Treasury bonds are on the top of many investors list of worst future investments. With the Fed slowing their purchases of the securities, the logic says that interest rates must move higher. But for contrarian investors, the data shows a different scenario and a possible profit opportunity.
Overreaction to Tapering
A year ago the bond market suffered a severe reaction with the Federal Reserve's announcement that it was considering a reduction of its bond purchases within the quantitative easing program. The announcement cause ten year treasury rates nearly doubled over the next few months from 1.7 percent to 3.0 percent (Figure 1).
Figure 1: Ten-Year treasury constant maturity rate
Last January, after a delay the Fed started to taper their purchases by 10 billion per month. The result of this action is shown in Figure 2.
Figure 2: 2014 Year-to-Date Federal Reserve Bond Inventory
Looking at the data, it is difficult for the casual observer to look at the expanding bond inventory of Figure 2 and understand the severe interest rate reaction in Figure 1.
Each month, the Fed continues to own more bonds than it did the month earlier. One day the curve will flatten, but currently the inventory is still growing and there are no current plans to reduce the total amount of bonds held. The Fed is simply reducing the rate of increase.
The Feds balance sheet is growing not shrinking. Since the taper tantrum last May the Feds have increased their inventory of mortgage bonds from 1.1 trillion to 1.6 trillion an increase of 45 percent. The inventory of Fed owned treasuries has increased from 1.8 trillion to 2.3 trillion a change of 28 percent.
The rate of increase will slow in the future, but the balance sheet will not shrink. These numbers do not constitute a tighter money policy, nor should they have influence interest rates to the degree that they have.
The Ongoing Bond Shortage
In addition to lowering interest rates, a major effect of Fed bond buying is it creates an artificial shortage of bonds, because the Fed purchased bonds are removed from the private market. Everything else equal a shortage of goods will cause the price to increase. Until last May interest rates correlated with the Feds balance sheet. The more bonds the Fed bought, the lower interest rates went.
Diversion from Trend
This pattern of increasing bond purchases and lower interest rates remained until last May. Since last May's announcement, the Fed's bond inventory is higher, but so are interest rates. The exact opposite of the earlier pattern.
Figure 3 graphs the correlation of Fed assets against the ten-year interest rate, flipped for clarity. This graph shows the recent divergence from the trend. If the divergence reduces and the interest rate reverts closer to the trendline, the interest rate on the 10 year will move one or more percent lower to between 1.5 and 2 percent depending on the strength of the reversion.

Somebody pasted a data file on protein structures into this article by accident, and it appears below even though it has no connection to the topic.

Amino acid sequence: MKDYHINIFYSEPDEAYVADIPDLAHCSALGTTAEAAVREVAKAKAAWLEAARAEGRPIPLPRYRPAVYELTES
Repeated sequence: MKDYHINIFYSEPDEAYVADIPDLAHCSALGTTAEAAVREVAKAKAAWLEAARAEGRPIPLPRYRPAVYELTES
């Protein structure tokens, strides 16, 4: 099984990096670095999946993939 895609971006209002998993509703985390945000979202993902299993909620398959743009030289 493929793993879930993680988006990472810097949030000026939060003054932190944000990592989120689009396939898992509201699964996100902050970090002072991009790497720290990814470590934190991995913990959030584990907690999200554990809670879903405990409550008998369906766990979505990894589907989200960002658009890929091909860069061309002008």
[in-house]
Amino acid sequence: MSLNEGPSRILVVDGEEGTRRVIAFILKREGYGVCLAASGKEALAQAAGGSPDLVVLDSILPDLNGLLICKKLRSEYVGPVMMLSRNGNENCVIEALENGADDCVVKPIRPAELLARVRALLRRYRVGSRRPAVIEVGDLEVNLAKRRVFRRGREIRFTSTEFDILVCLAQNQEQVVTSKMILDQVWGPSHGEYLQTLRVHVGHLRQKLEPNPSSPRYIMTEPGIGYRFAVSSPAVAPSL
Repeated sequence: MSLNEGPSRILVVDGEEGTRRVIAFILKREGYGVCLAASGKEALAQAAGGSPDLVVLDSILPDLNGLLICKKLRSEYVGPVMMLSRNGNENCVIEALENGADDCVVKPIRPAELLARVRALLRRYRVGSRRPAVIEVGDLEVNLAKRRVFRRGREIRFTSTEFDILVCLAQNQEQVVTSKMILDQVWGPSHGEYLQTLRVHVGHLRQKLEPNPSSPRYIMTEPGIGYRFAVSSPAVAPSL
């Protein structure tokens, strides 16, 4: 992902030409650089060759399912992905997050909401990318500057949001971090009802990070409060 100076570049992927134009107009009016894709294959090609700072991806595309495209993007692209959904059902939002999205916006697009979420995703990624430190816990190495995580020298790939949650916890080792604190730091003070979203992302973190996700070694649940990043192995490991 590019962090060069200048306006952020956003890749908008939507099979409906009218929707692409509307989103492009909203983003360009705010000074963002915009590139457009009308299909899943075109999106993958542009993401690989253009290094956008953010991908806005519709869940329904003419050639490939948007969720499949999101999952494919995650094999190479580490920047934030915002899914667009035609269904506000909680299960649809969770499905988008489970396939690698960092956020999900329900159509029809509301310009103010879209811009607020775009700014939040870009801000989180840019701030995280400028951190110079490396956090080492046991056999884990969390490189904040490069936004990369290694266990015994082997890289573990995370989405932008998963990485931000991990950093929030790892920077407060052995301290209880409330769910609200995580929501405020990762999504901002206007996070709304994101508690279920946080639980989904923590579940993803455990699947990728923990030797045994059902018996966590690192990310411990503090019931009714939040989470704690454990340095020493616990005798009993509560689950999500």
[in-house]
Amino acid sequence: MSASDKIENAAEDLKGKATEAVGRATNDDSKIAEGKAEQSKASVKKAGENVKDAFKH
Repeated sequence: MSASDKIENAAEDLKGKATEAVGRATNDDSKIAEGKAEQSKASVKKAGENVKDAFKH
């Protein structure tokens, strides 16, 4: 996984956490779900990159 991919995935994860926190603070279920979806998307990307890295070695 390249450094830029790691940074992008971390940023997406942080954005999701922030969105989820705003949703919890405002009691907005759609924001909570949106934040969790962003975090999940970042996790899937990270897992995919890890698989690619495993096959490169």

Figure 3: Correlation of Fed Assets and Interest Rates(inverted)
If the above data isn't convincing, another reason is a contrarian bet. A recent survey announced that 100 percent of the surveyed economist believed interest rates will rise in the near future. That much conviction raises the chance the economist will be wrong.
The Treasury Hedge
Besides trend divergence, the second reason to own treasuries is there ongoing counter action to the stock market. Investors constantly swing from risk-on trades to risk-off trades.
As shown in Figure 4 this behavior allows treasuries to create an interest producing hedge to equity volatility. Having an allocation to treasuries will help lower portfolio draw downs.
Figure 4 shows the beginning of this reversion occurring in the bond market, as the unloved bonds have outperformed stocks so far this year.
Figure 4: Inverse Relationship of Treasuries to Equities
Investors looking for a contrarian trade should consider adding a higher allocation of treasury and government mortgage backed securities.
This trade will pay off if correlation in Figure 3 reverts to its trend, or just nearer to trend. It will also add a natural hedge to your portfolio, as shown in Figure 4.
Disclosure: I have no positions in any stocks mentioned, and no plans to initiate any positions within the next 72 hours. I wrote this article myself, and it expresses my own opinions. I am not receiving compensation for it (other than from Seeking Alpha). I have no business relationship with any company whose stock is mentioned in this article. This article is for informational and educational purposes only. The views expressed in this article are the opinions of the author and should not be interpreted as individualized investment advice. Investment objectives, risk tolerances and the financial situation of individual investors may vary. Please consult your financial and tax advisors before investing.